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03/01/2012 // VOUCONTIGO - Blog de Turismo

Pousada Castelinho Canoa Quebrada

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20/09/2012 //

Travel advisory : Canoa Quebrada, Brazil a cliff hangout

For Rita Staskowski, relocating from her tiny native land of Luxembourg in Europe to Canoa Quebrada on the vast northeast coast of Brazil was not difficult. “I love adventures,” she beamed. “I wanted to invest in an emerging country, and the northeast of Brazil seemed like a good place to start: lovely landscapes, excellent climate all year round, warm and welcoming people…” To be more specific, what captured her fancy was a haunting expanse of sun-drenched sandy terrain, converging with lagoons nestled between towering dunes, and then merging into wind swept ruddy-hued cliffs dropping onto a beach overlooking splashes of spectacular turquoise waves. Providing services for the romantic backdrop is a town combining old laid back flavor with a more upscale main street for tourist appeal.        
 
Rita built, rented and sold properties in Luxembourg for 30 years. “I had enough of the never ending work hours in Europe, just to pay taxes. Although it was a bit stressful during the first property construction I did in Canoa, life is so much easier and quieter here. That is the biggest and most positive change since moving. I'm quite an extroverted person and love to communicate with people so here I have more time to be with people.”
 
This piece of Brazil’s considerable coastline was discovered by accident in the late 1600 s, when Portuguese sailors ran aground due to their sinking boat. The name Canoa Quebrada translates from Portuguese to English as “broken canoe.” It was little more than a sleepy fishing village until the late ‘60s when it became a hippie haven for world wanderers. Many of them stayed to build small businesses and families. Notoriety came to the area when it was presented worldwide by French and Brazilian moviemakers from Rio de Janeiro in the film, “Le Gabruges,” shot in 1968. It resulted in a wave of European visitors, some of whom came and never left. Racial intermixing took place between new residents and locals, bringing a diverse international vibe to Canoa Quebrada as tourism continued to grow and attract more people.
 
“Culture is a slowly evolving part of the life in Canoa,” noted Rita. “Every December there is an international short films festival called ‘Curta Canoa’. We have the Canoa Blues music festival in November, a lovely local parade at Carnival time and some shows of renown with national bands and artists pass through. A couple of bars organize shows with local talented MPB, Samba and Reggae bands. At our Pousada Castelinho we organize such shows. There is also a Circus School and some Capoeira groups.”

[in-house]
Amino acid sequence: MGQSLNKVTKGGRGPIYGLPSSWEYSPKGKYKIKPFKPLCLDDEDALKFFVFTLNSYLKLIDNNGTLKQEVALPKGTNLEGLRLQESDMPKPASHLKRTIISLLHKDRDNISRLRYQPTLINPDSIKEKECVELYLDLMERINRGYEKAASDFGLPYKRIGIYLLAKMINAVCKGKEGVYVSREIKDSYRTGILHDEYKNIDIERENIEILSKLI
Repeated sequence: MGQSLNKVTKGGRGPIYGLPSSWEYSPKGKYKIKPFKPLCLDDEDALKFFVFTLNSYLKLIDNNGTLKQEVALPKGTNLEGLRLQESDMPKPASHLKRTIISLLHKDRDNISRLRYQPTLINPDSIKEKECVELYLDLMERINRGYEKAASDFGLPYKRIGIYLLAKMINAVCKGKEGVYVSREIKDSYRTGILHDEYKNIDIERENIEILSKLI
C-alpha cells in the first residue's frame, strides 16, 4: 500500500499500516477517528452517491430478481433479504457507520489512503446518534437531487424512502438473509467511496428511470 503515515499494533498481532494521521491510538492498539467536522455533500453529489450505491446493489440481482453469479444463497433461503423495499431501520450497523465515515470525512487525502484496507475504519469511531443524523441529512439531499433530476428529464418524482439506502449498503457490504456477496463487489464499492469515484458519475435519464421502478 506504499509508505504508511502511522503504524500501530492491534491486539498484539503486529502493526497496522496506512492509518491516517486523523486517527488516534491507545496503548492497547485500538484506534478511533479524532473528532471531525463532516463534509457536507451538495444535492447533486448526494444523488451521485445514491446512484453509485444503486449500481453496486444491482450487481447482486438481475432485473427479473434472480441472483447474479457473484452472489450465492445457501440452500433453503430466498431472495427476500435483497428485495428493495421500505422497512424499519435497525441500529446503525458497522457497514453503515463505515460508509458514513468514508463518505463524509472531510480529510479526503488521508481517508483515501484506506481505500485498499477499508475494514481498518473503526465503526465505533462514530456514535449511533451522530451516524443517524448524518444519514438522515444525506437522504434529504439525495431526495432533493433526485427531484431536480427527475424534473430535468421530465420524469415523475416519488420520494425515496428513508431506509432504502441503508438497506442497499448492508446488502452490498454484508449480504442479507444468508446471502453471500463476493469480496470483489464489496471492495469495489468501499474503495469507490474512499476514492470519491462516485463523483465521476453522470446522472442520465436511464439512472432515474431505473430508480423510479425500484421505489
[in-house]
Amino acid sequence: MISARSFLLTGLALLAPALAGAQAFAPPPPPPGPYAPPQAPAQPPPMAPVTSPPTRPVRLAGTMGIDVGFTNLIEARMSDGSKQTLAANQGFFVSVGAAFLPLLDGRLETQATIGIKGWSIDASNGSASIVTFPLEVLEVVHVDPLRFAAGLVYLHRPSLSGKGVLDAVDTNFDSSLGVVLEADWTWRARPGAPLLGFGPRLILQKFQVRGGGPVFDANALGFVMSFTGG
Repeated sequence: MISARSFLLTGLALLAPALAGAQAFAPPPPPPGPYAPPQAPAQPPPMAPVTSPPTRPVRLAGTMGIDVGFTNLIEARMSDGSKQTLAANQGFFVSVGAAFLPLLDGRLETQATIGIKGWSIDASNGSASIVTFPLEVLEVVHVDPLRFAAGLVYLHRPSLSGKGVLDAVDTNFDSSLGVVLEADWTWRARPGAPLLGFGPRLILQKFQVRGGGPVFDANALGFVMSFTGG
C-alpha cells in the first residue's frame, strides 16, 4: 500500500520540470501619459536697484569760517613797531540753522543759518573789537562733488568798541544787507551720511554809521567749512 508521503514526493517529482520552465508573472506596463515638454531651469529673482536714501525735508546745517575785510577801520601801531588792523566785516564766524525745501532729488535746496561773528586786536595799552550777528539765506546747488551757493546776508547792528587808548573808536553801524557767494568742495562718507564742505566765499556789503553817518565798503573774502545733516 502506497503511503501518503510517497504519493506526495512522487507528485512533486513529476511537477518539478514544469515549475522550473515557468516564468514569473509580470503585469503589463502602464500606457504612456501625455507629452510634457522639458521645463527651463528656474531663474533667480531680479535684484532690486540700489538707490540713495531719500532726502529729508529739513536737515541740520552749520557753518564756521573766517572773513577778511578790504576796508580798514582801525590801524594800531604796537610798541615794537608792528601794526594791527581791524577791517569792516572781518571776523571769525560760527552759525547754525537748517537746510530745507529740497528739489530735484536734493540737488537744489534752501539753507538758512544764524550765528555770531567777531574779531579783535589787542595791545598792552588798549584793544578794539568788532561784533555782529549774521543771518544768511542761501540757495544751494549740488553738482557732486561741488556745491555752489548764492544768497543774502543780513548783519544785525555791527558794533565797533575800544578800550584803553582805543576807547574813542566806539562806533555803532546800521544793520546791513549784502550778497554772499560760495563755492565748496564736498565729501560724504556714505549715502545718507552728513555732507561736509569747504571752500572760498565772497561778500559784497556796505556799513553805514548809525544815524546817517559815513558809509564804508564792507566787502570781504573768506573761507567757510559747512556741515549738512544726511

Once you step off the main street-turned-pedestrian-only promenade (unfortunately named Broadway) with its tidy boutiques and somewhat overpriced restaurants, the rest of Canoa looks like a quaint time frozen village of narrow cobblestone ruas (streets), becos (slender pedestrian passageways between buildings), casinhas (modest sized but colorful stucco homes), and residents exuding much small town charm and chattiness.
 
Nightlife is mostly on Broadway, where the neon lights are replaced by faux gas lights, and though confined to dining and drinks during the week, there is more action on weekends starting around 10 p.m., lasting until the wee hours, as is expected in Brazil. Strains of Reggae music, rhythms of regional favorite known as Forró, folksy Chorinho and Pagode styles, along with Rock and Hip-Hop are heard in the bars and clubs, and there is an all-night reggae party at the Freedom Bar on the beach.
 
   

Daytime tourist activities focus on the outdoors, mainly excursions in dune buggies, with options for horseback riding, sailing in a 'jangada' boat, mountain biking, sand boarding, or sailing in a 'jangada' boat. The trade winds blow briskly for seven months of the year, making Canoa a global hot spot for paragliding, wind surfing and kite surfing freaks. Souvenir hunting grounds are on the beach or Broadway. Landscape paintings, colored sand in bottles, and jewelry made by local artists are readily available for purchase, along with “The Labyrinth,” a typical weaving of geometric designs carried on from generation to generation by women from the state of Ceara.
 
In the last several years, Canoa has seen much property development. “Some think it has been a bit much in recent years, but the beach and the natural beauty of the area is still intact and breathtaking,” asserts Rita.    “Efforts are made by national institute SEMACE to preserve the unique red cliffs, the dunes and semi-deserted areas. The central Broadway pedestrian street is a great place to have fun and the unique mixture of cultures and people still manage to retain the old village flavor of Canoa Quebrada. Now investing seems to be a good idea too. The land and property value is going up every year and we expect it to increase even higher after the soccer World Cup in 2014.”
 
Picking the time of year to visit is almost a moot point – the sun shines virtually all year long in this semi-arid tropical zone, with a minimal rainy season from late March-early May.  
 
 
GETTING THERE
Canoa Quebrada is 105 miles or roughly 3 hours east of the big city of Fortaleza. Most come by bus ($40 R/T) or shuttle van. The local airport near Canoa just expanded and air travelers can fly direct from Sao Paulo, the hub of air traffic coming into the country.
 


03/09/2012 // Projeto Pedalar é Precisio

Canoa Quebrada

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